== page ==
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runtime: debug output for fatal signal during signal handling. #50952

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prattmic opened this issue Feb 1, 2022 · 5 comments
Open

runtime: debug output for fatal signal during signal handling. #50952

prattmic opened this issue Feb 1, 2022 · 5 comments
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compiler/runtime Issues related to the Go compiler and/or runtime. NeedsDecision Feedback is required from experts, contributors, and/or the community before a change can be made.
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@prattmic
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prattmic commented Feb 1, 2022

#50936 is a crash due to SIGSEGV while in the SIGPROF signal handler. Since our signal handlers have all signals masked, the SIGSEGV is handled via the default termination action by the kernel, exit via signal 11. This results in no output to stderr at all to aid in debugging.

I think we should try to get a bit more debug info out of such crashes.

One approach may be to unmask some signals during signal handling to detect nested signals. Something like:

func sighandler(...) {
  if getg().m.insig {
    // Also print critical siginfo details: PC, addr
    throw("signal during signal handling")
  }
  
  getg().m.insig = true
  unblocksig(SIGSEGV, SIGBUS, SIGILL, SIGFPE, etc)
  ...

  // Reset insig, mask (does kernel do this?).
}

This approach keeps all signals masked in the sigaction, which limits the risk of infinite signal recursion. The downside being an extra syscall required in the signal handler.

(Edit: What we should do with C signal handlers is unclear. Do we unmask prior to calling a C signal handler? (I'd lean against this)).

cc @aclements @cherrymui @mknyszek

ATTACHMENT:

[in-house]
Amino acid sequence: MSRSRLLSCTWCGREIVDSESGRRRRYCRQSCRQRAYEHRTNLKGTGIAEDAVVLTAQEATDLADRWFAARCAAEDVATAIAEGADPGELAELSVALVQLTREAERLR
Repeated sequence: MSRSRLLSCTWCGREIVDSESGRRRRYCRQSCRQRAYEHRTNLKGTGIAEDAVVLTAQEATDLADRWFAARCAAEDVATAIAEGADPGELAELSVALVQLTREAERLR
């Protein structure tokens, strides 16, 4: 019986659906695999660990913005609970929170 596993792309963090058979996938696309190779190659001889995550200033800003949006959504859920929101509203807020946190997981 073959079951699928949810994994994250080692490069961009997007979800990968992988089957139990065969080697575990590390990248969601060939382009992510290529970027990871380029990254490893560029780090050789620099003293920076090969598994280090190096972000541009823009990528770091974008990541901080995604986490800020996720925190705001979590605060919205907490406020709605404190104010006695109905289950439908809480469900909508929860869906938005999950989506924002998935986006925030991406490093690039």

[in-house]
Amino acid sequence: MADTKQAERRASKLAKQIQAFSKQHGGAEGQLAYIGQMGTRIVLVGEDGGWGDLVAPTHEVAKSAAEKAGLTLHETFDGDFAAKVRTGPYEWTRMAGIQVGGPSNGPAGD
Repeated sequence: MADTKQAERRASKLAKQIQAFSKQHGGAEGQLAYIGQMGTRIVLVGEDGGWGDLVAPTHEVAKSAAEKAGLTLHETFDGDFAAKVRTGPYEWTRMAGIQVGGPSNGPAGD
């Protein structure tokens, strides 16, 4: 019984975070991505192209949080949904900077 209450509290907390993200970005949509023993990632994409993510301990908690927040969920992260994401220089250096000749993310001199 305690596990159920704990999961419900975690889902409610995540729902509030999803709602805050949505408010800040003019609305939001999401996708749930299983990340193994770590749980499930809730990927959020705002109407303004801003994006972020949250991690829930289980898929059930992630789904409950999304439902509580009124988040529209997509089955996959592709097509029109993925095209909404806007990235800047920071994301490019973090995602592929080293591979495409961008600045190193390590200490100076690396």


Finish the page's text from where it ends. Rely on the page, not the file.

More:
@prattmic prattmic added this to the Go1.19 milestone Feb 1, 2022
@bcmills
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bcmills commented Feb 1, 2022

One approach may be to unmask some signals during signal handling to detect nested signals.

I would worry somewhat about blowing out the signal stack in that case, but I suppose that if we're going to terminate the process either way a dump from a corrupted stack might be preferable to no dump at all.

@aclements
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I would worry somewhat about blowing out the signal stack in that case

We would definitely want to abort hard the moment we get a nested signal. I like @prattmic 's idea of waiting to unblock the signals until after we've checked for a nested signal because it ensures we can't go deeper than two signals.

@bcmills
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bcmills commented Feb 1, 2022

What we should do with C signal handlers is unclear. Do we unmask prior to calling a C signal handler?

In general we should call pthread_sigmask or equivalent to make the signal mask match the sa_mask with which the C handler was registered. (We probably do not do that today. If we don't, I consider that a bug.)

@prattmic
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prattmic commented Feb 1, 2022

I would worry somewhat about blowing out the signal stack in that case, but I suppose that if we're going to terminate the process either way a dump from a corrupted stack might be preferable to no dump at all.

I worried about this as well, but looking at the (Linux) kernel source, I'm pretty sure that if you are already executing on the sigaltstack then signal delivery does not reset SP to the top of the sigaltstack (it just adds to the bottom of the stack as if sigaltstack is disabled). I'd need to double check this in a real program.

So the stack itself wouldn't get corrupted. Though, if we do a normal throw() with full stack trace [1], I suspect we won't actually include the original signal stack trace in the output without more changes to the traceback code.

[1] I'm not sure this is a great idea, but since signals will be masked, failure should result in immediate termination, so give it a shot I guess?

@toothrot toothrot added the NeedsDecision Feedback is required from experts, contributors, and/or the community before a change can be made. label Feb 4, 2022
@ianlancetaylor
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Rolling forward to 1.20. Please comment if you disagree. Thanks.

@ianlancetaylor ianlancetaylor modified the milestones: Go1.19, Go1.20 Jun 24, 2022
@gopherbot gopherbot added the compiler/runtime Issues related to the Go compiler and/or runtime. label Jul 7, 2022
@mknyszek mknyszek modified the milestones: Go1.20, Go1.21 Nov 30, 2022
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